for this class, please advise the instructor and make appropriate arrangements with the Office for Disability Services.

                                           Notice of Lecture “Webcasting”

The professor’s work product in this course may be “webcast.” This does not mean that a camera will be in the
classroom. Rather, it means that the audio of the professor’s voice and his PowerPoint slide show will be published
online at With respect to this, students should take note of two things. First, their voices may
become audible on the web if one sits close to the front. Students not wanting their voice published on the web
should either move back a few rows or notify the professor, who will edit the voice from the audio. Requests should
be made promptly. Secondly, students are charged with all course knowledge that is published on the web. If a
student misses class, he or she has no excuse for not obtaining the knowledge online. In essence, the content of this
class runs 24 hours a day on the internet.

                                                      Email Policy

Students must at all times have an activated, working Wright State email account during the course. It is the student’s
responsibility to regularly check mail for course messages and to make sure that email accounts are properly
working. Students who know or should know that a course communication is expected via email, but who do not
receive the message because of some technical problem, have the responsibility to contact the professor
immediately to check the status of the matter. It will not be considered excusable for students to miss vital
communications because they simply don’t check mail regularly, have allowed messages to “bounce” for lack of
storage space, or who simply allow too much time to elapse before checking on pending matters.

                                                  Honesty and Plagiarism:

Students who cheat on examinations, plagiarize papers or other class assignments or commit other serious academic
dishonesty will receive a semester grade of "F." In addition, students are warned that copying information from the
web (or elsewhere) and passing it off as your own work, or buying fake papers from online sources, will result in a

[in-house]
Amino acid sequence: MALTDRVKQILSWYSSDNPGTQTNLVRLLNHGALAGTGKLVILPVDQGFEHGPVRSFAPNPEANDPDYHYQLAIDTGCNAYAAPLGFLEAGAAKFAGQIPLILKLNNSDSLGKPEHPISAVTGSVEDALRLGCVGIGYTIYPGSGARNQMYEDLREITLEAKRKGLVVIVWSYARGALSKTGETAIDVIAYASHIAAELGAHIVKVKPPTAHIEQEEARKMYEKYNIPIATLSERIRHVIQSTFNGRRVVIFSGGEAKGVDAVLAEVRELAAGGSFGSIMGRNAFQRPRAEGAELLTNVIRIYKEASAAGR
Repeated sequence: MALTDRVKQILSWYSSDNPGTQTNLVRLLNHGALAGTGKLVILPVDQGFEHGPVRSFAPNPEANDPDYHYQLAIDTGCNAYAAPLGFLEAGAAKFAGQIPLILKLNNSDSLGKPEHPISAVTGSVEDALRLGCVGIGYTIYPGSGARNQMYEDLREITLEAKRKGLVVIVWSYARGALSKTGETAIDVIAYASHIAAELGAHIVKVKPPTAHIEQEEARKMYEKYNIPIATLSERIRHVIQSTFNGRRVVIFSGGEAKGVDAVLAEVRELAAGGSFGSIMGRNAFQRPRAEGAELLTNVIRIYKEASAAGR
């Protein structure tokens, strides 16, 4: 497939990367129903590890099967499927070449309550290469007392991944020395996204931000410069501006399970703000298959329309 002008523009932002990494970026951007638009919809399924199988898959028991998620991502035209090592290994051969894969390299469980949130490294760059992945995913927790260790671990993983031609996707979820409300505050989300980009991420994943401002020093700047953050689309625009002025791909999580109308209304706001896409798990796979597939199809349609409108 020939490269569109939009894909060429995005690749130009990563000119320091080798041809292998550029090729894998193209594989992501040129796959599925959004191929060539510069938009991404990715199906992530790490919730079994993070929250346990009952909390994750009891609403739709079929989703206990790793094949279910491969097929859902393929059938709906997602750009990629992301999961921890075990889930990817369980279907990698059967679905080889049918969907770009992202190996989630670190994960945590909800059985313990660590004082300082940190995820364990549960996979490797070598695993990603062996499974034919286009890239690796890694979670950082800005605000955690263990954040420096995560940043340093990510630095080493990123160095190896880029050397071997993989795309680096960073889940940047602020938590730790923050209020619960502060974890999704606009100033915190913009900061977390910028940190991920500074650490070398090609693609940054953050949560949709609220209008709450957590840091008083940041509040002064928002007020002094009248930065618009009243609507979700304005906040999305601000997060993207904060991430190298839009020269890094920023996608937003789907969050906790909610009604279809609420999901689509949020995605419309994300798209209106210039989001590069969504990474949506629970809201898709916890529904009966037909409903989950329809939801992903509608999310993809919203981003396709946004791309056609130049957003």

grade of F and a referral for academic discipline.

                                            Notice of Performance Standards:

Attention Students: (1) This professor gives grades of F and D are given to students who earn them. Students who are
“just trying just for a C” or “just trying to graduate” are warned that this expectation may result in a failing marks. (2)
You must be prepared for, and attend, every class that you are physically able. (3) Expect exams to be rigorous and
require substantial effort and preparation.

                                                 Other Helpful Information

   Emailing the Professor: When you email the professor, indicate what class you are from. Your professor is a complete
    nincompoop when it comes to remembering names and where people come from. Do not take the failure of him to know of
    your name as anything other than the enduring challenges he faces in life. Honestly, no one is more ridiculous in this
    respect. Do a favor and help him out: when mailing, say what class you are from.
   “Curt Mails:” Often, your professor receives “tons” of emails a day. It is not uncommon to answer them quickly so that they
    do not “pile up” or take away from other work. It is very possible that you may receive a one-line or one-word response to
    an email. This does not suggest impersonality or dislike for you. It simply means that, many times, emails are caught “on the
    fly.” A “curt” reply, therefore, only means your professor is multi-tasking or working when throwing the answer back at you.
    Emails tend to be short and without formality.
   Printed Papers: Unfortunately, your professor does not accept material where he has to print the document. Any and all
    material that gets handed in (papers, documents) must be printed by the student and physically handed in. There are no
    exceptions to this ever in the history of the world under pain of death.
   Muggings Before Class: When your professor enters the classroom, he has to set up several pieces of technology. For
    example, he needs to get his slide show and audio going, and needs to get his recording equipment working properly. This
    can take several minutes. Do not attempt to talk with him about course or personal matters at this time period. He’s not
    able to speak to you about such things then. Instead, wait until after class or come by the office. Once again, do not mug the
    professor while he is setting up shop.
   Charged with Knowledge of Record: Students are officially charged with all course knowledge that is “of record.” This